There is only one sin, bad behavior, bad attitude, or whatever you may choose to call it that is more debilitating than secrets, but “secrets” are a close second.
Recently a young man (at my age, I can call him that) released information to the national media. What he released were secrets. Secret spying efforts of the federal government on our own citizens were released to the American public.
The Internal Revenue Service secretly monitored and focused on specific entities with similar political views, apparently with an intent to slow their impact on the presidential race last year.
The federal government secretly monitored emails of members of the national media.
The US Department of State secretly made decisions about not defending our Ambassador in Benghazi, resulting his murder.
In the State of Utah two top ranking members of the Attorney General’s Office secretly dealt with indicted businessmen, for financial favor, to assist their personal life styles and campaign efforts.
Likewise, in Utah, a private businessman is targeted by a federal agency. When he sought to defend himself the government secretly sought to bankrupt him and his family. The courts were complicit in its support of restraining the man’s free speech demanding he comply with government secrecy.
The Utah Department Health, inclusive of the Bureau of Emergency Medical Services, acted secretly over the years to the benefit of one private business over another. When asked about their conduct they used the Attorney General’s Office to dissuade public inquiry into the secrets. Evidence exists that perhaps both state-elected and local-elected officials acted in secret complicity to drive a private business into bankruptcy.
Neighbors secretly gossip among themselves about differences of opinion with other neighbors.
Families are fraught secrets that are discussed with each member…except the family member about whom the secret is being shared.
Secrets are at the center of our lives. Generally, those secrets create animosity and confusion.
Ultimately what inevitably happens is that people forget who started the secret. The guilty party (and there always is one) is the last person blamed for some egregious act.
I have a question. What does the secrecy achieve? Why was it necessary for the government to act in secret about their surveillance of American citizens? Is anyone really naive enough to believe that real terrorists aren’t being extraordinarily careful about how they trade information? I don’t believe so. Serious terrorists, with the resources to cause real damage, are not going to be using standard phone systems and the internet protocols to communicate. Amateurs maybe, but not the sophisticated.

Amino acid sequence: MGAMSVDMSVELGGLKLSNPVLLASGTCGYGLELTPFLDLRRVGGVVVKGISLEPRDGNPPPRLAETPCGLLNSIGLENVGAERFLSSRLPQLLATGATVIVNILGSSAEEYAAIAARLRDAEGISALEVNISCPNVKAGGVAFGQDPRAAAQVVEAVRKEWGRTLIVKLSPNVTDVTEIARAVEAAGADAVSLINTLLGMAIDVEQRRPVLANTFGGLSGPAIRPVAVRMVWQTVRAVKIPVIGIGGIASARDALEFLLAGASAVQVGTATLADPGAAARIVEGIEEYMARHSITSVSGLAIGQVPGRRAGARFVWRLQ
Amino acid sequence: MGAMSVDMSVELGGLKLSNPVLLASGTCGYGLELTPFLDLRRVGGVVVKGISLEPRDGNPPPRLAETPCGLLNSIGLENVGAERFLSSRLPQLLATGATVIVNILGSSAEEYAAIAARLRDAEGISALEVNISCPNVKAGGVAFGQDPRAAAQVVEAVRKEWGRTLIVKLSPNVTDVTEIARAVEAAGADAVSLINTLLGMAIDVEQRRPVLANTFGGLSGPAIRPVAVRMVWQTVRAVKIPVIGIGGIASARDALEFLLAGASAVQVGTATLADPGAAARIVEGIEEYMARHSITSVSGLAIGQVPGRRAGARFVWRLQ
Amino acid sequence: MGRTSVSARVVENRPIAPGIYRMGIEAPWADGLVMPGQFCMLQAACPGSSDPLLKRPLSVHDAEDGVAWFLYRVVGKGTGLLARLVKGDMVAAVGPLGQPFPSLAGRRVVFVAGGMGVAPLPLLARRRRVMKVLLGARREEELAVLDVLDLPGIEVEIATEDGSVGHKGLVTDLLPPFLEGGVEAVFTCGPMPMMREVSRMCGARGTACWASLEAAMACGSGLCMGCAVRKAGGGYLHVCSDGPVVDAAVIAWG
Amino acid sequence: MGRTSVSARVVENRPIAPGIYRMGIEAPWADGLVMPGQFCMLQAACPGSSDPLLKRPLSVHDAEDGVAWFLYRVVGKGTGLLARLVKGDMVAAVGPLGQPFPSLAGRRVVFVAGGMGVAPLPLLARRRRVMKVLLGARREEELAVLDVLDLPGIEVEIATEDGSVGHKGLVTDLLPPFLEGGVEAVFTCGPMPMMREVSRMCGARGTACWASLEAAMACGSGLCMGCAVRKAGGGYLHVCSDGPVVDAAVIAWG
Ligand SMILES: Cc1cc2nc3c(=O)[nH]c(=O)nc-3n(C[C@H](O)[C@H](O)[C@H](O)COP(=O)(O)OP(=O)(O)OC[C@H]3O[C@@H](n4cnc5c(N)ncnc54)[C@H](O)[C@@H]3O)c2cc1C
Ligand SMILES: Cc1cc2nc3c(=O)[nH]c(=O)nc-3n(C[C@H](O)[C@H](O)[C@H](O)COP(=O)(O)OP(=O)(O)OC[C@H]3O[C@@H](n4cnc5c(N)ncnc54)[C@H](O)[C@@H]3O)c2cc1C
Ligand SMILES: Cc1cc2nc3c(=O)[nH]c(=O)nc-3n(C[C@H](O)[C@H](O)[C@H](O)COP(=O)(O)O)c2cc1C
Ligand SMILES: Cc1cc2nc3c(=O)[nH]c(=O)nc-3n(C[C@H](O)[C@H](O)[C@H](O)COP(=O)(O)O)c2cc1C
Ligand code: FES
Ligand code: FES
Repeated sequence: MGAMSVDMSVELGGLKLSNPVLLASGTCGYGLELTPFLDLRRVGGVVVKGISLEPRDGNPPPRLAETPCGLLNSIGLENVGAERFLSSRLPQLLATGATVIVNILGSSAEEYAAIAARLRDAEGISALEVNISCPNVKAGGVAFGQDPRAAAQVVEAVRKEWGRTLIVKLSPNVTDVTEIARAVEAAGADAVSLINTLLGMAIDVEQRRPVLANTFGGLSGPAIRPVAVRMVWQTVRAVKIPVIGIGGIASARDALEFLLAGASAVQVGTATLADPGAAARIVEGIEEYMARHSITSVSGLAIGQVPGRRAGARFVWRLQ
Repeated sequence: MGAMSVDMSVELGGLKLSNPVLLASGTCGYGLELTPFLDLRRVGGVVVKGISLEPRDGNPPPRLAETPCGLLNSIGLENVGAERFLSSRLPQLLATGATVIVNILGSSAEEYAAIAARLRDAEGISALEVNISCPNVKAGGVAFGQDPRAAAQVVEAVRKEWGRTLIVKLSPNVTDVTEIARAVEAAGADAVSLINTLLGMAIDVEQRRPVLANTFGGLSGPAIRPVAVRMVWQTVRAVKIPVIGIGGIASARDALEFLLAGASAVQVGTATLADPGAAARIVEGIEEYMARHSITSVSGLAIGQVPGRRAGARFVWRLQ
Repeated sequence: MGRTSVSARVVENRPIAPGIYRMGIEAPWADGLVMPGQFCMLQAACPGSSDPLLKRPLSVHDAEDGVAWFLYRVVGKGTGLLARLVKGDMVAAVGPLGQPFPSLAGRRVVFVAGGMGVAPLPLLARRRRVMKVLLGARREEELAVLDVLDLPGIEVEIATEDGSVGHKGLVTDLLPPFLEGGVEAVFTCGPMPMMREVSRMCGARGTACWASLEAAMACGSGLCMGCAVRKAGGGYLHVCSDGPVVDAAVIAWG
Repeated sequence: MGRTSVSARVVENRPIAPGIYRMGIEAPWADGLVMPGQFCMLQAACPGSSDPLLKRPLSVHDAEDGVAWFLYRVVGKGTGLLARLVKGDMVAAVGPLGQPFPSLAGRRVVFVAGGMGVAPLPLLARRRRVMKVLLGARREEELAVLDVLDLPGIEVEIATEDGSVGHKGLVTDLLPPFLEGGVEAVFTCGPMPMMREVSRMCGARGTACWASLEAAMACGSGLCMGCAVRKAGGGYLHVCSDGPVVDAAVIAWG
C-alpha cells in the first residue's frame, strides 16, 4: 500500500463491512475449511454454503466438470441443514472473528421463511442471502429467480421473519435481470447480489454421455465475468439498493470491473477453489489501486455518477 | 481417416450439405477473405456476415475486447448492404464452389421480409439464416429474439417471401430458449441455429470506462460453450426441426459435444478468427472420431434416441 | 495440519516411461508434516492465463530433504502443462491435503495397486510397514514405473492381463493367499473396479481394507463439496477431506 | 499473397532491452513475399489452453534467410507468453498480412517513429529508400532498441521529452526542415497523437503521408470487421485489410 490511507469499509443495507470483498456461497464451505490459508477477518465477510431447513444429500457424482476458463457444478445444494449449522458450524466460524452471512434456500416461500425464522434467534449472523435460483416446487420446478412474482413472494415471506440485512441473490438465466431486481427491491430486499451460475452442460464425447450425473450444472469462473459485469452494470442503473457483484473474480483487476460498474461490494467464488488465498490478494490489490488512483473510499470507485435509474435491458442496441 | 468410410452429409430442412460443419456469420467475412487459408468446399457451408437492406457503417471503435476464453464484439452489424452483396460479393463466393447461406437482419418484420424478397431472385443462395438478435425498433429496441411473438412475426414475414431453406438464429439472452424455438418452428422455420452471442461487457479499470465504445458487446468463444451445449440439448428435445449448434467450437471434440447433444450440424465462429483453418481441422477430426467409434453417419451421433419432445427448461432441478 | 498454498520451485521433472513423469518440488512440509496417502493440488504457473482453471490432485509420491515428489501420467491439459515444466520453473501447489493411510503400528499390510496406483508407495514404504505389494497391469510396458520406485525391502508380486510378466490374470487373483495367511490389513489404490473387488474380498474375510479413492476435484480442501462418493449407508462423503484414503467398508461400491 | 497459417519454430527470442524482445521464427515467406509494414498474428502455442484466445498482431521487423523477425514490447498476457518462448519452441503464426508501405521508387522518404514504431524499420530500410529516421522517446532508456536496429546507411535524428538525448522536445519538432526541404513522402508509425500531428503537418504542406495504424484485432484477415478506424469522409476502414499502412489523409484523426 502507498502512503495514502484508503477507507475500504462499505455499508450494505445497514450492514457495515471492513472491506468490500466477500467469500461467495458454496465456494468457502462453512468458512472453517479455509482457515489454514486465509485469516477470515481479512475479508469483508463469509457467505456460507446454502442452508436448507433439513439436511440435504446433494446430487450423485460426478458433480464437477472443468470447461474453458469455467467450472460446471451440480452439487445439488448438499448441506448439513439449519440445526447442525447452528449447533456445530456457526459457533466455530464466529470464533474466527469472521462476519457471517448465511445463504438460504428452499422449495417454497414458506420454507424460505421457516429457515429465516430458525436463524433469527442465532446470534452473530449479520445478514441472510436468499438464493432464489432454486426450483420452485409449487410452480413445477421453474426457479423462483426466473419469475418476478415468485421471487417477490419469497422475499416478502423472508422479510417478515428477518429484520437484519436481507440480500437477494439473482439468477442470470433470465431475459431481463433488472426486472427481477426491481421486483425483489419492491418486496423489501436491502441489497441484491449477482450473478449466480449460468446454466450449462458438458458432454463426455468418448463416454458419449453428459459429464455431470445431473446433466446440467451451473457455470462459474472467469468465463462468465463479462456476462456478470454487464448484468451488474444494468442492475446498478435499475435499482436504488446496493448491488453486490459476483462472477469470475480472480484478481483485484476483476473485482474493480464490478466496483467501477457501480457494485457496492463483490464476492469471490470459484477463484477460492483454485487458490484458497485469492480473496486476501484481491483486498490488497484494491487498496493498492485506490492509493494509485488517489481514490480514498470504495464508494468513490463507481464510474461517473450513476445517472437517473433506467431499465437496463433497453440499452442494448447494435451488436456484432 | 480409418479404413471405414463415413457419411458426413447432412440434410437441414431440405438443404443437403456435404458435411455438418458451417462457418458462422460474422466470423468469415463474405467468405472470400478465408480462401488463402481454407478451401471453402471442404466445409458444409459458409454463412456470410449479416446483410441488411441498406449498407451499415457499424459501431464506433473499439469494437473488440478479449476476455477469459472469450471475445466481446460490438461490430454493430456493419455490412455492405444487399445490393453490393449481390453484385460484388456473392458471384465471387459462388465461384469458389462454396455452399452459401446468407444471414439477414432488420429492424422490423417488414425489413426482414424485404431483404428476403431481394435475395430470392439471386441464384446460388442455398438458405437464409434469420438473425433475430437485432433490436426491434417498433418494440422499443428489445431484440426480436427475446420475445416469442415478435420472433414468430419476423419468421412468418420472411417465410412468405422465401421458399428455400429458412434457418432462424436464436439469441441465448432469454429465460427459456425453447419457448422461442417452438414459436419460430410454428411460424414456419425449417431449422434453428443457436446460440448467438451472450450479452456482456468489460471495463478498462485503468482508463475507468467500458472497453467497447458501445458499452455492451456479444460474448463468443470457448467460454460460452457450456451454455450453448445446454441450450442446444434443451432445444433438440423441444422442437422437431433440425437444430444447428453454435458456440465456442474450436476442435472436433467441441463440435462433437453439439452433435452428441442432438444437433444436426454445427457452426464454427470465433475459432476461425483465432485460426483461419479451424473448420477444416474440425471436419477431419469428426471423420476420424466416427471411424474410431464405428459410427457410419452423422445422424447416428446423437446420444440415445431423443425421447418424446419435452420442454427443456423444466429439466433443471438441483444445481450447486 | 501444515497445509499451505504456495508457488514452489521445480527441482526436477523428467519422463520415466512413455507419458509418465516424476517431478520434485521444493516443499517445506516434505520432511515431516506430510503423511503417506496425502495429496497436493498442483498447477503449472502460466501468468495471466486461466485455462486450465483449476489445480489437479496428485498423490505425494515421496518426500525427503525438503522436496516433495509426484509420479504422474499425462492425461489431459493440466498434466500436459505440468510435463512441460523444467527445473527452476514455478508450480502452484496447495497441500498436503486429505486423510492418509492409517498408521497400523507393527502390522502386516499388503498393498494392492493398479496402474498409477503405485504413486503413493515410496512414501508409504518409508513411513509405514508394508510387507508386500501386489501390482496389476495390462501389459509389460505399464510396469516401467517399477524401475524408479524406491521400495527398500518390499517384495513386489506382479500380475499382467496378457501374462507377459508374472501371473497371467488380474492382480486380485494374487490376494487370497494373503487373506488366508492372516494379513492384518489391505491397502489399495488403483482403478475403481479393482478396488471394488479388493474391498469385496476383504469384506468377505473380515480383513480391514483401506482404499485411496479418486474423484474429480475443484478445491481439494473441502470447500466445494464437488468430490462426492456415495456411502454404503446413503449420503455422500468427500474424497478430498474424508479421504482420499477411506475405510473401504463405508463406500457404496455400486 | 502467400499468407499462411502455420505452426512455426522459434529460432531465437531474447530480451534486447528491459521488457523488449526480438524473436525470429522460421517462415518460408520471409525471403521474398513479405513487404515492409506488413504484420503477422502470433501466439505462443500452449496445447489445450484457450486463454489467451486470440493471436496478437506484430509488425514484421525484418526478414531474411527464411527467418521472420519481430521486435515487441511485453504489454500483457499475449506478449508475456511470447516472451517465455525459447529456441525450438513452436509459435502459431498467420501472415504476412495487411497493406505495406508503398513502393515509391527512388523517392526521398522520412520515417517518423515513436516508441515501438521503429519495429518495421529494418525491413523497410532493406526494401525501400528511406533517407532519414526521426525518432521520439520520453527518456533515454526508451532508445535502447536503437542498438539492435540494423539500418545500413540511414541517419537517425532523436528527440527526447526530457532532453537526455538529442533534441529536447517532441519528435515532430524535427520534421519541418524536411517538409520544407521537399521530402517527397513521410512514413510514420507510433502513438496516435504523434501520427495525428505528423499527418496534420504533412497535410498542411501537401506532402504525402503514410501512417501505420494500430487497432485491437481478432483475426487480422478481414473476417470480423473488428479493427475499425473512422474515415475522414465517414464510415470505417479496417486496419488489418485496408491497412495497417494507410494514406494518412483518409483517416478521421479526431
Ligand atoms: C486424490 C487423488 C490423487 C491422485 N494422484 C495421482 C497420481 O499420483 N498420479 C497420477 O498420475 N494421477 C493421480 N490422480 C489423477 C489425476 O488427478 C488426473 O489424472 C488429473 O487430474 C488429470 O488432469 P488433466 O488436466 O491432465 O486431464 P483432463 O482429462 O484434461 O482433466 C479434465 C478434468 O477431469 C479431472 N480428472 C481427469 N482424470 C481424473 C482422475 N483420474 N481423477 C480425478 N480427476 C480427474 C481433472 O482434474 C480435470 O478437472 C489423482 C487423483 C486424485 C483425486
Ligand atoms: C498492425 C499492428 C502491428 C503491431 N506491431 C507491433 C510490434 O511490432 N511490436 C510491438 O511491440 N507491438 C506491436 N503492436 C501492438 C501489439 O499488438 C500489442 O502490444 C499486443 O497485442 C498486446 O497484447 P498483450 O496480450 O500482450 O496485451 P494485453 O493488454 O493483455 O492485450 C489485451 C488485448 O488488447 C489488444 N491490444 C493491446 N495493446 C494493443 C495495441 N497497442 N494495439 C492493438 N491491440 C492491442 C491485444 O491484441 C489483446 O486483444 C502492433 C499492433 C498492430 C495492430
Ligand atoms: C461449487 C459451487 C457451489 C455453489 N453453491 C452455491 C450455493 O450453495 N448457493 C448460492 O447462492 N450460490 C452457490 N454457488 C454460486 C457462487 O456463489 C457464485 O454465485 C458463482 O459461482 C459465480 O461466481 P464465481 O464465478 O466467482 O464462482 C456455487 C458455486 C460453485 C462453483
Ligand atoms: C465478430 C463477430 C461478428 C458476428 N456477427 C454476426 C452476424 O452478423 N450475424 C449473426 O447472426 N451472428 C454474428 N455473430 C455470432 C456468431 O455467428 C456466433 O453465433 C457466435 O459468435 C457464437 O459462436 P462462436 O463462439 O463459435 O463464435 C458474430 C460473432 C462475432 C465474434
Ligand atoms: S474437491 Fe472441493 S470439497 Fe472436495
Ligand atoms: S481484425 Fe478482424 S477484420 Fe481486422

So, again, why was it necessary to SECRETLY monitor phone, email, reporters, and me?
All the secrecy did was piss us all off when it was discovered. Now, I am not suggesting it is OK to monitor private citizens. But there is absolutely no justification for secrecy. Tell the folks what is going on and they will agree or disagree.
In business operations, one of the fundamental principal of change is to engage everyone effected by the change. It is simply more effectively administered when done in the open. Now, if that principle works, where profits are at stake, it is logical it could and would work for governments, neighbors, and families.
Don’t misinterpret what I am saying. There are legitimate matters of privacy. Those matters generally involve the person about whom the private issue concerns. Privacy is usually inclusive. Secrecy is generally exclusive of the person effected.
Government’s particularly, and people generally, ought to be far less secretive. When we talk of open government, we should likewise be talking in open. Though all people may not have their specific interest pandered to in such an environment they will know that their interests was not simply disregarded.
This is not a national issue! It is a very personal issue! It is a personal issue, that if applied honestly would affect all national issues in profound positive ways.